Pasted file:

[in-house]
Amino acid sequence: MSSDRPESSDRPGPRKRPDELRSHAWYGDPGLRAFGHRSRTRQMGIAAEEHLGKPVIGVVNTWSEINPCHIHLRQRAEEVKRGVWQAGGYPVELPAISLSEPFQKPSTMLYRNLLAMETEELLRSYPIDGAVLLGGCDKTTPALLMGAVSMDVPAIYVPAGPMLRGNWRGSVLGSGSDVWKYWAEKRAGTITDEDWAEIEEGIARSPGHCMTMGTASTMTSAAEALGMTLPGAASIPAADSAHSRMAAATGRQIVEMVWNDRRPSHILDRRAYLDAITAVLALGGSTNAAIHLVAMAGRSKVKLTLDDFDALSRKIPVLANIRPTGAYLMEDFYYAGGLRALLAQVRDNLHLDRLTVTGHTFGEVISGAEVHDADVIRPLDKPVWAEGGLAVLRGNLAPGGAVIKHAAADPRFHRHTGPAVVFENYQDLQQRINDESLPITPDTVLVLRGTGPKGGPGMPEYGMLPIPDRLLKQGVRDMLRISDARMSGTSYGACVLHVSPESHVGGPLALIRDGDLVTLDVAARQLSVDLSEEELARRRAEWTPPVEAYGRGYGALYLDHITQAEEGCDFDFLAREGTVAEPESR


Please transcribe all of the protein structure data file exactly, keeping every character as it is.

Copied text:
[in-house]
Amino acid sequence: MSSDRPESSDRPGPRKRPDELRSHAWYGDPGLRAFGHRSRTRQMGIAAEEHLGKPVIGVVNTWSEINPCHIHLRQRAEEVKRGVWQAGGYPVELPAISLSEPFQKPSTMLYRNLLAMETEELLRSYPIDGAVLLGGCDKTTPALLMGAVSMDVPAIYVPAGPMLRGNWRGSVLGSGSDVWKYWAEKRAGTITDEDWAEIEEGIARSPGHCMTMGTASTMTSAAEALGMTLPGAASIPAADSAHSRMAAATGRQIVEMVWNDRRPSHILDRRAYLDAITAVLALGGSTNAAIHLVAMAGRSKVKLTLDDFDALSRKIPVLANIRPTGAYLMEDFYYAGGLRALLAQVRDNLHLDRLTVTGHTFGEVISGAEVHDADVIRPLDKPVWAEGGLAVLRGNLAPGGAVIKHAAADPRFHRHTGPAVVFENYQDLQQRINDESLPITPDTVLVLRGTGPKGGPGMPEYGMLPIPDRLLKQGVRDMLRISDARMSGTSYGACVLHVSPESHVGGPLALIRDGDLVTLDVAARQLSVDLSEEELARRRAEWTPPVEAYGRGYGALYLDHITQAEEGCDFDFLAREGTVAEPESR